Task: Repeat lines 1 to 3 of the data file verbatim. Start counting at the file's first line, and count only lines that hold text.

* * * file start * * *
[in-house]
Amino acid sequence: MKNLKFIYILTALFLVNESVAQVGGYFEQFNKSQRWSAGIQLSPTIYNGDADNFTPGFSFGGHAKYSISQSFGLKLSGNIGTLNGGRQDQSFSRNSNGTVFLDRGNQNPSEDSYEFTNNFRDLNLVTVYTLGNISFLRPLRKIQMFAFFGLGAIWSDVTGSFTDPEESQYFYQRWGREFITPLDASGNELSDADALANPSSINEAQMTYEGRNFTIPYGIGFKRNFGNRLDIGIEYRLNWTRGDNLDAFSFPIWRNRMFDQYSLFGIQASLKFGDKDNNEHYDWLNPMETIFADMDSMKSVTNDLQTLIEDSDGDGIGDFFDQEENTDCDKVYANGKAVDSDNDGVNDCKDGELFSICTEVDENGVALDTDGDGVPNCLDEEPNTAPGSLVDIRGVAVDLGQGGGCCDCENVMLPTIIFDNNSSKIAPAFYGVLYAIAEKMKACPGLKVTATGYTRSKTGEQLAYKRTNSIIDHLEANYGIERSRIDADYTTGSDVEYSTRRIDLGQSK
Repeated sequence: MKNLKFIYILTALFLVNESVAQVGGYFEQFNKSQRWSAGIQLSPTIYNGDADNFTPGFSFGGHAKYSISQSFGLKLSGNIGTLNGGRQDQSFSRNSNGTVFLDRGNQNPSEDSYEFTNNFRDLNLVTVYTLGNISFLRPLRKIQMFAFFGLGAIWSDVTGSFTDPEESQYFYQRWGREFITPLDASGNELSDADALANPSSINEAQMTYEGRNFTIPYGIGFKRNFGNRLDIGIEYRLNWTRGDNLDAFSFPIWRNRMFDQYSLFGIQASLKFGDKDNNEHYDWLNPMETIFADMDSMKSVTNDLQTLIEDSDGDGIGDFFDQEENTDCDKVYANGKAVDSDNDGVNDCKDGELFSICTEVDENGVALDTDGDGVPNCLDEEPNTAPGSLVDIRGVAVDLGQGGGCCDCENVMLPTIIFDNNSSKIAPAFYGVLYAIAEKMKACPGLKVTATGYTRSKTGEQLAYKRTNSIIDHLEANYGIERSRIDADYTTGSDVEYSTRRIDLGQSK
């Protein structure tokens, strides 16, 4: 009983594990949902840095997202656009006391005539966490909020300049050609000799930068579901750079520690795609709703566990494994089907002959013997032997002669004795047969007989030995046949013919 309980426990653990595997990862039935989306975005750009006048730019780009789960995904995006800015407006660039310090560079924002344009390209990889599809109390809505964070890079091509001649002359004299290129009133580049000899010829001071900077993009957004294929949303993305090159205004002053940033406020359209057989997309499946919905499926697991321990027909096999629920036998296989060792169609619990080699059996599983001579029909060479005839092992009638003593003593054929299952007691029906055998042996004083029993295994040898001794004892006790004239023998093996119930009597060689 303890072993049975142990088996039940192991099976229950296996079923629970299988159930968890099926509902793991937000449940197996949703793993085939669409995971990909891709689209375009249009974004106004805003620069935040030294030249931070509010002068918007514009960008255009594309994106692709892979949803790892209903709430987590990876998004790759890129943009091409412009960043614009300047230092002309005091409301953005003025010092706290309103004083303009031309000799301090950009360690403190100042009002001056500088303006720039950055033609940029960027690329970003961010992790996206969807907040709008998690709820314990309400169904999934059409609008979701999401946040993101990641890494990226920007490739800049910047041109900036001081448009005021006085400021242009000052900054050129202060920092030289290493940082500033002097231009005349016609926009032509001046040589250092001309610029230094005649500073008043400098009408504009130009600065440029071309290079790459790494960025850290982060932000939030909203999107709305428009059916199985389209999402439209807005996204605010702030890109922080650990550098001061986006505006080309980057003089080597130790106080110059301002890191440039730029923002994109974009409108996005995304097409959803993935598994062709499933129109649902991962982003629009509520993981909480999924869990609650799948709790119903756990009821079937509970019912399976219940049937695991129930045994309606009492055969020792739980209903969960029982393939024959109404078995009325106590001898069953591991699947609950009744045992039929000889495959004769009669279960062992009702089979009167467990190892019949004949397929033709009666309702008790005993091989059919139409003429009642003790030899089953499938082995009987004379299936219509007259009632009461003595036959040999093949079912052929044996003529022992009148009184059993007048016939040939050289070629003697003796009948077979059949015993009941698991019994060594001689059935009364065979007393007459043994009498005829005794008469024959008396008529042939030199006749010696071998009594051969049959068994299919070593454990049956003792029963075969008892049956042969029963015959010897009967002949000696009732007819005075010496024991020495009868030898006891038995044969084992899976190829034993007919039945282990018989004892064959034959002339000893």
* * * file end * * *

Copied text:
[in-house]
Amino acid sequence: MKNLKFIYILTALFLVNESVAQVGGYFEQFNKSQRWSAGIQLSPTIYNGDADNFTPGFSFGGHAKYSISQSFGLKLSGNIGTLNGGRQDQSFSRNSNGTVFLDRGNQNPSEDSYEFTNNFRDLNLVTVYTLGNISFLRPLRKIQMFAFFGLGAIWSDVTGSFTDPEESQYFYQRWGREFITPLDASGNELSDADALANPSSINEAQMTYEGRNFTIPYGIGFKRNFGNRLDIGIEYRLNWTRGDNLDAFSFPIWRNRMFDQYSLFGIQASLKFGDKDNNEHYDWLNPMETIFADMDSMKSVTNDLQTLIEDSDGDGIGDFFDQEENTDCDKVYANGKAVDSDNDGVNDCKDGELFSICTEVDENGVALDTDGDGVPNCLDEEPNTAPGSLVDIRGVAVDLGQGGGCCDCENVMLPTIIFDNNSSKIAPAFYGVLYAIAEKMKACPGLKVTATGYTRSKTGEQLAYKRTNSIIDHLEANYGIERSRIDADYTTGSDVEYSTRRIDLGQSK
Repeated sequence: MKNLKFIYILTALFLVNESVAQVGGYFEQFNKSQRWSAGIQLSPTIYNGDADNFTPGFSFGGHAKYSISQSFGLKLSGNIGTLNGGRQDQSFSRNSNGTVFLDRGNQNPSEDSYEFTNNFRDLNLVTVYTLGNISFLRPLRKIQMFAFFGLGAIWSDVTGSFTDPEESQYFYQRWGREFITPLDASGNELSDADALANPSSINEAQMTYEGRNFTIPYGIGFKRNFGNRLDIGIEYRLNWTRGDNLDAFSFPIWRNRMFDQYSLFGIQASLKFGDKDNNEHYDWLNPMETIFADMDSMKSVTNDLQTLIEDSDGDGIGDFFDQEENTDCDKVYANGKAVDSDNDGVNDCKDGELFSICTEVDENGVALDTDGDGVPNCLDEEPNTAPGSLVDIRGVAVDLGQGGGCCDCENVMLPTIIFDNNSSKIAPAFYGVLYAIAEKMKACPGLKVTATGYTRSKTGEQLAYKRTNSIIDHLEANYGIERSRIDADYTTGSDVEYSTRRIDLGQSK